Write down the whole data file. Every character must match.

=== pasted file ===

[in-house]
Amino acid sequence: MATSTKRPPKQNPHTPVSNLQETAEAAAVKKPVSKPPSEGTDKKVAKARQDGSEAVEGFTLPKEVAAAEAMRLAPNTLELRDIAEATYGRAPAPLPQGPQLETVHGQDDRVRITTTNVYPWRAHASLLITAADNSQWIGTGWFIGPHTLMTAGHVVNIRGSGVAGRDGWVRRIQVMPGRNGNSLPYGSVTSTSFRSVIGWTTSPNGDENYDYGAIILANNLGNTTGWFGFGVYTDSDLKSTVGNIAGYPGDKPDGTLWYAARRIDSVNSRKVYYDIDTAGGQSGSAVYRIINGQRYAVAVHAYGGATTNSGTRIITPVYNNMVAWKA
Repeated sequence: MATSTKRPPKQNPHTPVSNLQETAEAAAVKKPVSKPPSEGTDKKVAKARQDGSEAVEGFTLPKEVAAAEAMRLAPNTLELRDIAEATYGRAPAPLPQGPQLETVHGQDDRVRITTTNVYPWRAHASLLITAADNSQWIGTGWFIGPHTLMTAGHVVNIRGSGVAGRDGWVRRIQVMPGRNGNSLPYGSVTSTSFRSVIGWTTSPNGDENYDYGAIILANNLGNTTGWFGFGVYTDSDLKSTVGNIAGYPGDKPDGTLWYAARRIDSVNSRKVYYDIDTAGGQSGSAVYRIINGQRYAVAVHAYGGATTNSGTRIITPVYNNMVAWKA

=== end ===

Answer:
[in-house]
Amino acid sequence: MATSTKRPPKQNPHTPVSNLQETAEAAAVKKPVSKPPSEGTDKKVAKARQDGSEAVEGFTLPKEVAAAEAMRLAPNTLELRDIAEATYGRAPAPLPQGPQLETVHGQDDRVRITTTNVYPWRAHASLLITAADNSQWIGTGWFIGPHTLMTAGHVVNIRGSGVAGRDGWVRRIQVMPGRNGNSLPYGSVTSTSFRSVIGWTTSPNGDENYDYGAIILANNLGNTTGWFGFGVYTDSDLKSTVGNIAGYPGDKPDGTLWYAARRIDSVNSRKVYYDIDTAGGQSGSAVYRIINGQRYAVAVHAYGGATTNSGTRIITPVYNNMVAWKA
Repeated sequence: MATSTKRPPKQNPHTPVSNLQETAEAAAVKKPVSKPPSEGTDKKVAKARQDGSEAVEGFTLPKEVAAAEAMRLAPNTLELRDIAEATYGRAPAPLPQGPQLETVHGQDDRVRITTTNVYPWRAHASLLITAADNSQWIGTGWFIGPHTLMTAGHVVNIRGSGVAGRDGWVRRIQVMPGRNGNSLPYGSVTSTSFRSVIGWTTSPNGDENYDYGAIILANNLGNTTGWFGFGVYTDSDLKSTVGNIAGYPGDKPDGTLWYAARRIDSVNSRKVYYDIDTAGGQSGSAVYRIINGQRYAVAVHAYGGATTNSGTRIITPVYNNMVAWKA